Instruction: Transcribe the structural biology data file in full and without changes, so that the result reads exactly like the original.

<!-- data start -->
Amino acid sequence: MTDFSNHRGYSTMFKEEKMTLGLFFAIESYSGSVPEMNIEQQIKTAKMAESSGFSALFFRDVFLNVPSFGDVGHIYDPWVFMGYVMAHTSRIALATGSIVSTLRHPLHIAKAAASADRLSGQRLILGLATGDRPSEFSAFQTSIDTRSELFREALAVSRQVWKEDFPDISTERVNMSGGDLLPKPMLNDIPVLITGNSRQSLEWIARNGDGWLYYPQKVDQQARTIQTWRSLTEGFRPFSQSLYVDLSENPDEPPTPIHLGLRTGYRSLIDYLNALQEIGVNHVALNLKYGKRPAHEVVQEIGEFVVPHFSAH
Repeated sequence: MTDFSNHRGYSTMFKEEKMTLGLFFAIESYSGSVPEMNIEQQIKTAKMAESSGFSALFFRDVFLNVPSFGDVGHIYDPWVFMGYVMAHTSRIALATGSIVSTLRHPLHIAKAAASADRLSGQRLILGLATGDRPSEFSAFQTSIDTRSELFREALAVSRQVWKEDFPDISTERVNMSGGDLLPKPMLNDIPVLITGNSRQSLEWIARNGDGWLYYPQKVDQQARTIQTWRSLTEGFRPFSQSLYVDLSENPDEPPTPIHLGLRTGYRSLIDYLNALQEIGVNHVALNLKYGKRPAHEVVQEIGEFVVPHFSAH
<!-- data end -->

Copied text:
Amino acid sequence: MTDFSNHRGYSTMFKEEKMTLGLFFAIESYSGSVPEMNIEQQIKTAKMAESSGFSALFFRDVFLNVPSFGDVGHIYDPWVFMGYVMAHTSRIALATGSIVSTLRHPLHIAKAAASADRLSGQRLILGLATGDRPSEFSAFQTSIDTRSELFREALAVSRQVWKEDFPDISTERVNMSGGDLLPKPMLNDIPVLITGNSRQSLEWIARNGDGWLYYPQKVDQQARTIQTWRSLTEGFRPFSQSLYVDLSENPDEPPTPIHLGLRTGYRSLIDYLNALQEIGVNHVALNLKYGKRPAHEVVQEIGEFVVPHFSAH
Repeated sequence: MTDFSNHRGYSTMFKEEKMTLGLFFAIESYSGSVPEMNIEQQIKTAKMAESSGFSALFFRDVFLNVPSFGDVGHIYDPWVFMGYVMAHTSRIALATGSIVSTLRHPLHIAKAAASADRLSGQRLILGLATGDRPSEFSAFQTSIDTRSELFREALAVSRQVWKEDFPDISTERVNMSGGDLLPKPMLNDIPVLITGNSRQSLEWIARNGDGWLYYPQKVDQQARTIQTWRSLTEGFRPFSQSLYVDLSENPDEPPTPIHLGLRTGYRSLIDYLNALQEIGVNHVALNLKYGKRPAHEVVQEIGEFVVPHFSAH